Saturday, 19 December 2015

The Agnostic Argument - 10 (Is Faith "Religion" Or Just Superstition?)

I saw this witty riposte to an anti-atheist question, and posted it on Facebook:



In response, one of my friends wrote:

Disagree with the false equivalence.

Those who do believe in God do not deny science. In fact many scientists themselves were deeply religious. So there is no case for someone believing in God to deny themselves the benefit.

Quite different from the point being made that atheists should not avail religious holidays because it certainly is the case they do not believe in God.

Of course the reason I feel it is perfectly acceptable to enjoy the religious holidays is because they are an entitlement earned by working for x number of days for a company and not a reward for one's religiosity.

I shot off an immediate rejoinder quibbling that those who believed in a concept like "god" without proof could not really be said to be practising science, but my friend's comment did make me think a bit more about the relationship between scientists (i.e., those who could be thought of as practising science) and their faith, if such faith exists.

Specifically, the claim that "many scientists themselves were (are) deeply religious", made me think about ISRO's (the Indian Space Research Organisation's) former chairman K Radhakrishnan, and how he took a replica of the GSLV (Geostationary Satellite Launch Vehicle) rocket and Mangalyaan (the Mars probe) to the Tirumala temple to be "blessed". As one who believes it was the meticulous research and calculations of the ISRO team that were responsible for the success of these projects, I was offended by the eminent scientist's genuflection towards religion.

ISRO Chairman Dr K Radhakrishnan praying at Tirumala with a replica of the GSLV rocket and the Mangalyaan Mars probe

I could not visualise the head of NASA or the European Space Agency (ESA) taking a replica of one of their spacecraft to a church to be blessed, and I could not help wondering why an Indian (Hindu) scientist would think nothing of doing this sort of thing.

My conclusion is that people (even the educated ones) from less advanced countries have more recently been at the mercy of forces of nature than people from advanced countries. Death, disease, destitution and other major misfortune are part of virtually every family's not-too distant history. (My own extended family, over just the last three generations, has had many examples of needless tragedy caused by forces of nature.) This leads to higher levels of fatalism and superstitious belief. These attitudes of fatalism and superstition are wrongly and charitably labelled "religion".

To be sure, sudden catastrophes, both lethal and economically crippling, overtake people in advanced countries as well, but these can generally be traced quite readily to human agency. Traffic accidents, homicide and drug overdoses are the major causes of untimely death in advanced countries. Retrenchments/layoffs and marriage breakups are the major non-lethal yet potentially catastrophic events in the lives of people. Yet if we think about it, all of these events can be readily traced back to human agency.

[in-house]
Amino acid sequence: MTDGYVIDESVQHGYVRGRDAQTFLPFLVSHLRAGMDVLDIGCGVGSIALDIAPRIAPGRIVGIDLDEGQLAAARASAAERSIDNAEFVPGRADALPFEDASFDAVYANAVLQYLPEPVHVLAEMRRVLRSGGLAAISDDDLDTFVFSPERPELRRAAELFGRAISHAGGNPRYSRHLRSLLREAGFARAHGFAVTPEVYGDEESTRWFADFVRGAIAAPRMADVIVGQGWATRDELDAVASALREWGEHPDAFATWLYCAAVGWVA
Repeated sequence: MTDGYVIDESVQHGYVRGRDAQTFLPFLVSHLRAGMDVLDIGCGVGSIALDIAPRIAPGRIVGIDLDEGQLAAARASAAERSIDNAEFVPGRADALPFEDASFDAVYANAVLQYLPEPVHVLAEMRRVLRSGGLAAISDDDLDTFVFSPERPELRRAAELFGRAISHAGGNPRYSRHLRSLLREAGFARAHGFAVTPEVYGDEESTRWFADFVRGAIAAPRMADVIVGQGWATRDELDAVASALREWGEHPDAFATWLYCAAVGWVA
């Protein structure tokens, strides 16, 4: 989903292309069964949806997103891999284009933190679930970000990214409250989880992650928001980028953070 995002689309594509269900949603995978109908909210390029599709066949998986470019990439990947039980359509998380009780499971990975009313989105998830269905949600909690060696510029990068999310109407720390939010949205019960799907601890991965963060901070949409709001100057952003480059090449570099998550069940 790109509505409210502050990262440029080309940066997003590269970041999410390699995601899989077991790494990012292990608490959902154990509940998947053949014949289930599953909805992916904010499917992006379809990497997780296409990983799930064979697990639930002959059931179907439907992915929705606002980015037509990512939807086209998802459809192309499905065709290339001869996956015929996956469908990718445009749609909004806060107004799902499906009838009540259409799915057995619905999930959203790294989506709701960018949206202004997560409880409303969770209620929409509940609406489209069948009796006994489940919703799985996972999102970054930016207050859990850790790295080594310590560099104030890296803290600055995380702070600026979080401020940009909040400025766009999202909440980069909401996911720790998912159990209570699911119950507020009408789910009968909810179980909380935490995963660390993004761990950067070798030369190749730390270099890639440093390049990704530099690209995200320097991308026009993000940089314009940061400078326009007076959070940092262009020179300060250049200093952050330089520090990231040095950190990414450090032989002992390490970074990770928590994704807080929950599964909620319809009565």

In advanced countries, natural disasters do not claim as many lives. Deaths due to disease or animal attacks are similarly rare. Droughts or floods do not cause the same scale of economic havoc. In other words, people in advanced countries are less likely to be affected by "acts of God". The factors that impact on their lives tend to be obviously traceable to human activity and human will. No supernatural force need be invoked to explain any of them.

So I'm forced to the conclusion that the wider prevalence of what we think of as "religion" in less advanced countries is probably the result of a sense of helplessness in the face of an amorphous, abstract and malevolent Nature, which has to be propitiated and appeased if people have to be spared its wrath.

It's not surprising to me that 93% of the scientists who belong to the US National Academy of Sciences self-identify as atheists or agnostics. They are the elite even among scientists, and their families have probably been insulated for generations from forces of nature. It's small wonder that they are not tormented by the same background fear that haunts those much less fortunate.

In conclusion, I don't believe it's fair to defend religious faith by pointing to scientists who are believers. There is a larger sociological influence on such believers than their scientific training, and this is what accounts for their belief in spite of their training. In any case, such belief is not a positive, "spiritual" quality but a manifestation of collective subconscious fear. As the world develops and begins to insulate more of its people from the vagaries of nature ("acts of God"), I have no doubt that superstitious beliefs (wrongly called religion) will recede. Those trained in science will always remain in the vanguard of scientific thinking, and those from societies that are less threatened by the forces of nature will remain freer from superstitious fears. As both scientific thinking and social progress spread throughout the world, atheism will gradually replace religion.

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